When she recently asked a doctor to submit an application for her short-term disability, his diagnosis sounded fitting for someone who had gone through war: Anxiety disorder, including features of post-traumatic stress disorder. Major depression episode. Somatic symptoms. Insomnia. Headaches, shakes, tremors, dizziness.
"I am a walking ghost of who I was," she said.
Despite the toll, legal options are limited. Nothing about workplace bullying rises to the level of illegality, unless the victim can prove he or she was targeted for a reason protected under law — race, gender, religion, disability or whistleblowing.
Since 2003, 16 states have introduced legislation addressing anti-bullying concerns, though none successfully. Florida isn't one.
Cynthia Sass, a labor and employment attorney in Tampa, said her firm frequently hears bullying complaints. Her advice: look for another job.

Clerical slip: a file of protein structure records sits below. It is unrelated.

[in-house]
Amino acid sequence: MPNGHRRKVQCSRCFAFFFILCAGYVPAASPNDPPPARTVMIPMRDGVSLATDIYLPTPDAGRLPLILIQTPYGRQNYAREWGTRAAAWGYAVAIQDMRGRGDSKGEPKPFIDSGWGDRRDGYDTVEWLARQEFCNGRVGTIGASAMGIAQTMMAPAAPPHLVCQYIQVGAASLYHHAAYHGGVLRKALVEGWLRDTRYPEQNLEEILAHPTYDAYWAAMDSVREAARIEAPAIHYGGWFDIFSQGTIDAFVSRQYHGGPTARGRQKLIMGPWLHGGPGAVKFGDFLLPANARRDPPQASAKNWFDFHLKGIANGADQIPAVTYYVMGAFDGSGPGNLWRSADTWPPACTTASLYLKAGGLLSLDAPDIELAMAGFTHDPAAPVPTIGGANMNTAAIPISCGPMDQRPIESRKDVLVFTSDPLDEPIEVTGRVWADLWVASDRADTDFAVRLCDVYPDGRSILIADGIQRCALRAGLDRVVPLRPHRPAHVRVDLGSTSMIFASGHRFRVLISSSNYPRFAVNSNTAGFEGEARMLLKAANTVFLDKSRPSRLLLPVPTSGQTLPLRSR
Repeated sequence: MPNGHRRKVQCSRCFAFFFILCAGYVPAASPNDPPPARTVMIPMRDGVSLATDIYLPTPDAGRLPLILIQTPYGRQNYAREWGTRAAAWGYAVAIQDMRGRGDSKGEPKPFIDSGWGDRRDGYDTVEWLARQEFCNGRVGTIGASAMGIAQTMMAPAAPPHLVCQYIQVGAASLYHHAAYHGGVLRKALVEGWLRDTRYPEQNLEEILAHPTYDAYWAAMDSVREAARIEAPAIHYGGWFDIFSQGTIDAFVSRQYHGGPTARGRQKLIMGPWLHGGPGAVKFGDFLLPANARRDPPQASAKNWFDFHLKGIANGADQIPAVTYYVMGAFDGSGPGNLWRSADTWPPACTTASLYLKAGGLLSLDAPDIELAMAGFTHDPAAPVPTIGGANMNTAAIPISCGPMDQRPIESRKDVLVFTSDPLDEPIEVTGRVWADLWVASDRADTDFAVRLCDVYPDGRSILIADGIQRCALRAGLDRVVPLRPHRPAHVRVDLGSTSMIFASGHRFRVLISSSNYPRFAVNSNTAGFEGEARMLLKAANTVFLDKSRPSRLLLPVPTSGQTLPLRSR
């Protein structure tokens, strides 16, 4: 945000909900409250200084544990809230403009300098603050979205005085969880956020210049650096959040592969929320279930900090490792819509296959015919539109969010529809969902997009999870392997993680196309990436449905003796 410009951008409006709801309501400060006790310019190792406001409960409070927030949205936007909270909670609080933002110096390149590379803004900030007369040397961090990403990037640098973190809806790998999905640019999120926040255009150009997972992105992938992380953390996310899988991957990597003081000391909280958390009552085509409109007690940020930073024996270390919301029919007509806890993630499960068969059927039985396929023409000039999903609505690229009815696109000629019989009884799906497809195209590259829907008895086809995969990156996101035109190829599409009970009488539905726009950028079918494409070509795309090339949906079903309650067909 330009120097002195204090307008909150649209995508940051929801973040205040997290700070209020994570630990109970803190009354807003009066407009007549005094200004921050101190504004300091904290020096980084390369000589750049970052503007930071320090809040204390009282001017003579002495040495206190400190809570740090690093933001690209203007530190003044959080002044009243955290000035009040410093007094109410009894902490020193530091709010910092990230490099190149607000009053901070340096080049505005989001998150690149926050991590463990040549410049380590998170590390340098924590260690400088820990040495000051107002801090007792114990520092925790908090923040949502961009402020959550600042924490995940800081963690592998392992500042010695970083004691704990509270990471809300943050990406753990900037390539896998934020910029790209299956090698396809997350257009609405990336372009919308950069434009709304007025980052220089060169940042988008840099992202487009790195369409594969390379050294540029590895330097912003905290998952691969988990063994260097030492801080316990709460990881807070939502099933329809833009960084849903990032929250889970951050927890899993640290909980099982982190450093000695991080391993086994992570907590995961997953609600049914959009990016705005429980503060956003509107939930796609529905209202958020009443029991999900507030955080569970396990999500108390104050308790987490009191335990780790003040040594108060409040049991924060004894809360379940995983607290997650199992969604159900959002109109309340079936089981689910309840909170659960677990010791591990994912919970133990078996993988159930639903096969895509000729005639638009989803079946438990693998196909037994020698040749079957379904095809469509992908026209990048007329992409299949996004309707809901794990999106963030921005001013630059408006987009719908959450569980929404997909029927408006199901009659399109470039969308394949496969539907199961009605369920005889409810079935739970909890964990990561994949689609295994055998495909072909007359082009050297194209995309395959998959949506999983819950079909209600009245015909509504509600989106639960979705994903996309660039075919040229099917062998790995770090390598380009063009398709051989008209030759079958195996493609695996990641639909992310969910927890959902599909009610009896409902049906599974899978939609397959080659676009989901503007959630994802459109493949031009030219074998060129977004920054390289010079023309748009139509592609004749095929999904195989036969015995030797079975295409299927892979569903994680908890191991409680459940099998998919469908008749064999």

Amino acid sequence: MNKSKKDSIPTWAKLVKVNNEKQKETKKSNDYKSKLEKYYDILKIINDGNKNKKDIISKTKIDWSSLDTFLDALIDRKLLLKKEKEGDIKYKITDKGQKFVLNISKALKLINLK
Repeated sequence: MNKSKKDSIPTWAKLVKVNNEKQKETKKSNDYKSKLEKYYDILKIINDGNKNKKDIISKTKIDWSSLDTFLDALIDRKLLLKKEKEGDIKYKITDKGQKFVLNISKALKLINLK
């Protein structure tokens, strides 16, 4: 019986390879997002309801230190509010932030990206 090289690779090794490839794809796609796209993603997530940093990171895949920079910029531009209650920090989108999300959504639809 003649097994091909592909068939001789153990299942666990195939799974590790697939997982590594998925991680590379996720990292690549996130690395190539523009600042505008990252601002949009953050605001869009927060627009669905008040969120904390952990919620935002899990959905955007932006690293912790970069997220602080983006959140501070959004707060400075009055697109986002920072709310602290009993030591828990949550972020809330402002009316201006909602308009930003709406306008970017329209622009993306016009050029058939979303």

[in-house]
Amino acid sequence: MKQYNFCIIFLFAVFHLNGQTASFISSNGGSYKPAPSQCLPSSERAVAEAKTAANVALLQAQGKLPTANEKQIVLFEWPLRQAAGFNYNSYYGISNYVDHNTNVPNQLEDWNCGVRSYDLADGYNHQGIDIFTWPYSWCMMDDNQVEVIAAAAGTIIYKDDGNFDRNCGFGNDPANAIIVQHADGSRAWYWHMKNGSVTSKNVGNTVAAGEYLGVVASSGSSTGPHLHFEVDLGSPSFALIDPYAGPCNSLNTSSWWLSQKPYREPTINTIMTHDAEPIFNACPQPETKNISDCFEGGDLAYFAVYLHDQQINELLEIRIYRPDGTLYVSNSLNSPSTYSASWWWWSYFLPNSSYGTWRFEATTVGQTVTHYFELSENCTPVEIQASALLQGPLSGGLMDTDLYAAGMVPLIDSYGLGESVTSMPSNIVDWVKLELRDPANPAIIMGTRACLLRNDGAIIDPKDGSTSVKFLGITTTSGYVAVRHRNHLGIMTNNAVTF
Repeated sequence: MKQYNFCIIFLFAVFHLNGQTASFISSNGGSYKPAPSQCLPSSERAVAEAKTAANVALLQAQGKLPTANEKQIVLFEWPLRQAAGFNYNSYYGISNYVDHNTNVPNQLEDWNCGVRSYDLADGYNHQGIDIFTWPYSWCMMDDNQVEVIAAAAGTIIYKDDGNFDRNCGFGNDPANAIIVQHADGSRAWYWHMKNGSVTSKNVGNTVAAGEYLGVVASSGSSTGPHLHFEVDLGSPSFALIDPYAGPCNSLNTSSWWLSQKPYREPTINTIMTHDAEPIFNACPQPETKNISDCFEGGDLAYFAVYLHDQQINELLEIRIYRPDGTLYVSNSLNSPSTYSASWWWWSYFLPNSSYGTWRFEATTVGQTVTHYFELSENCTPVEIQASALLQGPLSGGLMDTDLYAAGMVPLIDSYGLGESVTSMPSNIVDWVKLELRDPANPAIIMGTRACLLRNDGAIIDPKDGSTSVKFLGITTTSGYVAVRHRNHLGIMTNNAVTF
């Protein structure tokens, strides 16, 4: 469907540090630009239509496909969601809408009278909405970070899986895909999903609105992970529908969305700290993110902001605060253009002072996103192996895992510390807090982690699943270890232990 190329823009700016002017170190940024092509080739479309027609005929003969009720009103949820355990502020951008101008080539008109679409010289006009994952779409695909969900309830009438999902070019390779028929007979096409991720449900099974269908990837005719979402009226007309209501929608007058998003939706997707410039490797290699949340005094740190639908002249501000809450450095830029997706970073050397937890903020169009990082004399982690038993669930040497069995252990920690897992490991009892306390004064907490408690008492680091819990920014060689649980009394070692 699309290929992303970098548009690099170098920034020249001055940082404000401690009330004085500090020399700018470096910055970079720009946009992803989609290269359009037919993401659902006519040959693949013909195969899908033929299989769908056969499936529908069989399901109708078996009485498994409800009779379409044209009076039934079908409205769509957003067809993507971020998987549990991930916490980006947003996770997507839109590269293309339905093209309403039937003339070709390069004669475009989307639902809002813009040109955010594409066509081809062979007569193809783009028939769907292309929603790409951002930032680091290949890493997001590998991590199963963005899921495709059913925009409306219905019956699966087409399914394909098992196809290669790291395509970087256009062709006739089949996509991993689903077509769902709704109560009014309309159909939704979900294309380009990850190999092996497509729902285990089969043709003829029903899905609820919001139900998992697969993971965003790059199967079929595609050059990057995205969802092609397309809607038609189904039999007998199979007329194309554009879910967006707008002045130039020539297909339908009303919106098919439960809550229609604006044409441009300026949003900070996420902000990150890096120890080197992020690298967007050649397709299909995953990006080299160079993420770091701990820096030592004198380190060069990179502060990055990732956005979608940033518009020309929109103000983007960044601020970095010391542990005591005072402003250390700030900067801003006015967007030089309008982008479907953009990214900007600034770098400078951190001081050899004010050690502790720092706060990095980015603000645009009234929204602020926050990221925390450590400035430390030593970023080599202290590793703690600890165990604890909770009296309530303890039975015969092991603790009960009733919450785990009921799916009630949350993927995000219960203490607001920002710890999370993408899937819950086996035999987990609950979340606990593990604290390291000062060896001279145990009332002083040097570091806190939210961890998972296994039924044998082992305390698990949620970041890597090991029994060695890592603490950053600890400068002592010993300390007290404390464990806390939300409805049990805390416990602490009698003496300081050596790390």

It's a hard situation for an employee to be in, Sass said. "Because if it's not illegal and they complain, they're probably going to be out the door."
Soderstrom hasn't worked for BayCare since March. She has been on unpaid family medical leave, and most recently, unpaid personal leave.
BayCare wouldn't comment specifically on Soderstrom's situation, but spokeswoman Stephanie Sampiere sent the following statement: "We take these types of allegations seriously. We have policies in place to address any concerns voiced by team members, and we thoroughly, immediately and confidentially investigate all allegations without retaliation of a report made in 'good faith.' "
Curious about the impact of the economy on instances of workplace bullying, the WBI recently conducted an unscientific survey on its Web site.